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'Introduced' plants pack impact

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By Bryce Roberts

Most of us have heard the phrase “One man’s trash is another man’s treasure.”  You can apply this adage to your landscape just as easily as you can apply it to your attic.  It may surprise you to learn some flowers and landscape plants you find attractive are actually weeds that can have a negative economic impact on the environment. 

Plant species are considered weeds when they interfere with human activities or welfare.  Some plants are known to be potentially poisonous to animals.  Others cause skin irritations or allergic reactions in people.  A plant desirable to one individual can be a menace to another.  A good example of this is annual morning glory.  You can find morning glory in catalogs and in some nurseries as a landscape plant.  For a grain crop farmer, this flowering vine can cause significant losses in crop-yield potential.

Many plants classified as weeds are not native to the United States.  Most have been introduced through travel and trading in commerce with other parts of the world.  Here are a few weeds to watch out for when you plan your landscape project. 

Musk thistle:  Also know as Nodding thistle.  This native of Europe and Asia was first discovered in the Mammoth Cave area in the 1940s.  Today, musk thistle is widespread across Kentucky and each year farmers, landowners and roadside maintenance crews spend a significant amount of time and money to combat its growth and spread. 

Johnsongrass was introduced in the 1800s as a forage crop.  Currently, this plant is one of the top 10 problematic weeds throughout the Southeastern United States, including Kentucky.  But, it can be used as a forage crop today if we end up in a drought situation. 

Multiflora rose was originally introduced for use as a living fence and wildlife cover.  This highly invasive species now inhabits pastures, desirable landscapes and wasteland areas. Similar rapidly spreading ornamentals that have escaped from landscapes include Japanese Knotweed, Bush Honeysuckles and Star-of-Bethlehem.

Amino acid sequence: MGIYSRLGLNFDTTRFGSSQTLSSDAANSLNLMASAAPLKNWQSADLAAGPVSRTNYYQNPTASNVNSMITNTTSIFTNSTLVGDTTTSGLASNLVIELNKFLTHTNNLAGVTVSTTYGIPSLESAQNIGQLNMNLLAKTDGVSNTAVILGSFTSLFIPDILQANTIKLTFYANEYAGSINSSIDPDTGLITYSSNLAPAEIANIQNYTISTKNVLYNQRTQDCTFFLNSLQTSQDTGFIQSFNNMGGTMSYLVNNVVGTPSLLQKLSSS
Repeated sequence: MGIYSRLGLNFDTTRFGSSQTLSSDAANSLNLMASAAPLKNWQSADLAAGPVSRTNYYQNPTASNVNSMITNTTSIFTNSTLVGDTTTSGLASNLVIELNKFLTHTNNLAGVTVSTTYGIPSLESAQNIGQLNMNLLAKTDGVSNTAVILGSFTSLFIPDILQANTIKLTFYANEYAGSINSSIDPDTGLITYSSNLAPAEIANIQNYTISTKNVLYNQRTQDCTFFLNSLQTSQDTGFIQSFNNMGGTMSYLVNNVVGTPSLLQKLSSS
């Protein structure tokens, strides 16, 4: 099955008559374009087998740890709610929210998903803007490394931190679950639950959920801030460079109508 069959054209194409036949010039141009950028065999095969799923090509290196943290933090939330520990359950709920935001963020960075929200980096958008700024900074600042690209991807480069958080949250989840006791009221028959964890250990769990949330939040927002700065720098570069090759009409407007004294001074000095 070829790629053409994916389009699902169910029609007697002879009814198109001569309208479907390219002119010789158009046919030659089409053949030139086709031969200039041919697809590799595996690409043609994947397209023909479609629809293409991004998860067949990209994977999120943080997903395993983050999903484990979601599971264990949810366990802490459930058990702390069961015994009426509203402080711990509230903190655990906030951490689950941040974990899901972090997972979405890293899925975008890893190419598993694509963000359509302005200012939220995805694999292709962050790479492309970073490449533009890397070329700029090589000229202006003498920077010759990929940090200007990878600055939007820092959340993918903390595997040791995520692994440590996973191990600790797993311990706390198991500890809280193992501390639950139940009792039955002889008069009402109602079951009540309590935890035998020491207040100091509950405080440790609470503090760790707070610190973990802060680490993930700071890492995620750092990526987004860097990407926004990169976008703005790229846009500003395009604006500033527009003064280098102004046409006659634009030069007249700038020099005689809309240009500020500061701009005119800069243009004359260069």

Kudzu was introduced as an ornamental plant in the late 1800s.  Kudzu is a major problem in many areas of the Southeastern United States due to its aggressive nature.  It also is a host plant for Asian rust, a new disease problem in soybeans.  Considerable costs and control efforts are initiated each year to combat the runaway spread of Kudzu. 

Many of these introduced plants spread easily and aggressively from one location to the next.  They crowd out and suppress the growth of more desirable vegetation. This can alter habitats and also cause losses and a reduction in quality for crops and forages. 

You can avoid these problems with careful thought and planning. Learn the characteristics of plants you intend to add to your landscape.  Do they grow rapidly or spread easily?  Find out the origins of the plant.  Is it imported from an exotic location?      Take precautions to ensure that non-native plants do not turn out to be our next plant enemy. 

Feel free to contact me at Spencer County Cooperative Extension Service, 477-2217 or email me at broberts@uky.edu.  You can visit the Spencer County Extension Services’ website at www.spencerextension.com.

Educational programs of the Kentucky Cooperative Extension Service serve all people regardless of race, color, age, sex, religion, disability, or national origin.